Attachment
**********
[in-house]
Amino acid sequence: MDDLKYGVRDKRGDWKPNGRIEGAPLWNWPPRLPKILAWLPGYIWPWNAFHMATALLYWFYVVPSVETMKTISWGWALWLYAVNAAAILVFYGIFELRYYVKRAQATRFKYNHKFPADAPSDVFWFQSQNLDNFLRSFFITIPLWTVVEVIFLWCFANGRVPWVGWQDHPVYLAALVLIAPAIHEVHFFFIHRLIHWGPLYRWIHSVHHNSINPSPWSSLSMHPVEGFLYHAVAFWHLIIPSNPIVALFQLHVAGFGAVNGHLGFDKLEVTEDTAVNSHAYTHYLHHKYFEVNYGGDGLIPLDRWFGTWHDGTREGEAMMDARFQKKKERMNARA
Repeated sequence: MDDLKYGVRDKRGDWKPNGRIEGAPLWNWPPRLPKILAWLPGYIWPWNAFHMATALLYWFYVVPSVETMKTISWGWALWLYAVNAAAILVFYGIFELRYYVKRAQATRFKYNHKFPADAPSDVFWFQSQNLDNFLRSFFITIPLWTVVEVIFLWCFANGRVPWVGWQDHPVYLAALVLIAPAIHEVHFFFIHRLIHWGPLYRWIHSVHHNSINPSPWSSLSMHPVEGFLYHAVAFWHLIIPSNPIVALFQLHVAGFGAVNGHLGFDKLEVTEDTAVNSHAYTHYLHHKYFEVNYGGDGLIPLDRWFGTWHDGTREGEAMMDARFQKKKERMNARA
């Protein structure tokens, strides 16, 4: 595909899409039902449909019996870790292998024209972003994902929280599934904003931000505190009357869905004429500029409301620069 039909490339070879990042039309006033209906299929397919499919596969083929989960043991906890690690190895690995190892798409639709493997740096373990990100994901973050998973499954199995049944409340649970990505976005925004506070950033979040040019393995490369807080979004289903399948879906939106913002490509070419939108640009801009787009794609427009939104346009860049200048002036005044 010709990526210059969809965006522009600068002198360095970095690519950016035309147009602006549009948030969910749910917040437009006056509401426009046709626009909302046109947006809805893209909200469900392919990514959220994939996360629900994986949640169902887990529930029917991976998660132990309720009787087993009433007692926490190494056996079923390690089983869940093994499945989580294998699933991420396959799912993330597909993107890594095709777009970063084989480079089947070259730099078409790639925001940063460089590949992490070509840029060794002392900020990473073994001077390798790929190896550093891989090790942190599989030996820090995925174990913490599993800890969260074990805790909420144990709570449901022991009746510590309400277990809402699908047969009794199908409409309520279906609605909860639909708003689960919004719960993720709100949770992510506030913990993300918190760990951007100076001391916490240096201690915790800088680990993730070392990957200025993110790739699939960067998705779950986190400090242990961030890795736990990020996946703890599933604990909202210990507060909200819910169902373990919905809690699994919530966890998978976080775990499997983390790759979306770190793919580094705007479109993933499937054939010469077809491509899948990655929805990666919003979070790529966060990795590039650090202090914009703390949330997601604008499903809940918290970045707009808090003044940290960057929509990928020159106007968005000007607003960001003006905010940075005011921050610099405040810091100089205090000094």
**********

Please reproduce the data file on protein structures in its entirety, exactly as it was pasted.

[in-house]
Amino acid sequence: MDDLKYGVRDKRGDWKPNGRIEGAPLWNWPPRLPKILAWLPGYIWPWNAFHMATALLYWFYVVPSVETMKTISWGWALWLYAVNAAAILVFYGIFELRYYVKRAQATRFKYNHKFPADAPSDVFWFQSQNLDNFLRSFFITIPLWTVVEVIFLWCFANGRVPWVGWQDHPVYLAALVLIAPAIHEVHFFFIHRLIHWGPLYRWIHSVHHNSINPSPWSSLSMHPVEGFLYHAVAFWHLIIPSNPIVALFQLHVAGFGAVNGHLGFDKLEVTEDTAVNSHAYTHYLHHKYFEVNYGGDGLIPLDRWFGTWHDGTREGEAMMDARFQKKKERMNARA
Repeated sequence: MDDLKYGVRDKRGDWKPNGRIEGAPLWNWPPRLPKILAWLPGYIWPWNAFHMATALLYWFYVVPSVETMKTISWGWALWLYAVNAAAILVFYGIFELRYYVKRAQATRFKYNHKFPADAPSDVFWFQSQNLDNFLRSFFITIPLWTVVEVIFLWCFANGRVPWVGWQDHPVYLAALVLIAPAIHEVHFFFIHRLIHWGPLYRWIHSVHHNSINPSPWSSLSMHPVEGFLYHAVAFWHLIIPSNPIVALFQLHVAGFGAVNGHLGFDKLEVTEDTAVNSHAYTHYLHHKYFEVNYGGDGLIPLDRWFGTWHDGTREGEAMMDARFQKKKERMNARA
């Protein structure tokens, strides 16, 4: 595909899409039902449909019996870790292998024209972003994902929280599934904003931000505190009357869905004429500029409301620069 039909490339070879990042039309006033209906299929397919499919596969083929989960043991906890690690190895690995190892798409639709493997740096373990990100994901973050998973499954199995049944409340649970990505976005925004506070950033979040040019393995490369807080979004289903399948879906939106913002490509070419939108640009801009787009794609427009939104346009860049200048002036005044 010709990526210059969809965006522009600068002198360095970095690519950016035309147009602006549009948030969910749910917040437009006056509401426009046709626009909302046109947006809805893209909200469900392919990514959220994939996360629900994986949640169902887990529930029917991976998660132990309720009787087993009433007692926490190494056996079923390690089983869940093994499945989580294998699933991420396959799912993330597909993107890594095709777009970063084989480079089947070259730099078409790639925001940063460089590949992490070509840029060794002392900020990473073994001077390798790929190896550093891989090790942190599989030996820090995925174990913490599993800890969260074990805790909420144990709570449901022991009746510590309400277990809402699908047969009794199908409409309520279906609605909860639909708003689960919004719960993720709100949770992510506030913990993300918190760990951007100076001391916490240096201690915790800088680990993730070392990957200025993110790739699939960067998705779950986190400090242990961030890795736990990020996946703890599933604990909202210990507060909200819910169902373990919905809690699994919530966890998978976080775990499997983390790759979306770190793919580094705007479109993933499937054939010469077809491509899948990655929805990666919003979070790529966060990795590039650090202090914009703390949330997601604008499903809940918290970045707009808090003044940290960057929509990928020159106007968005000007607003960001003006905010940075005011921050610099405040810091100089205090000094």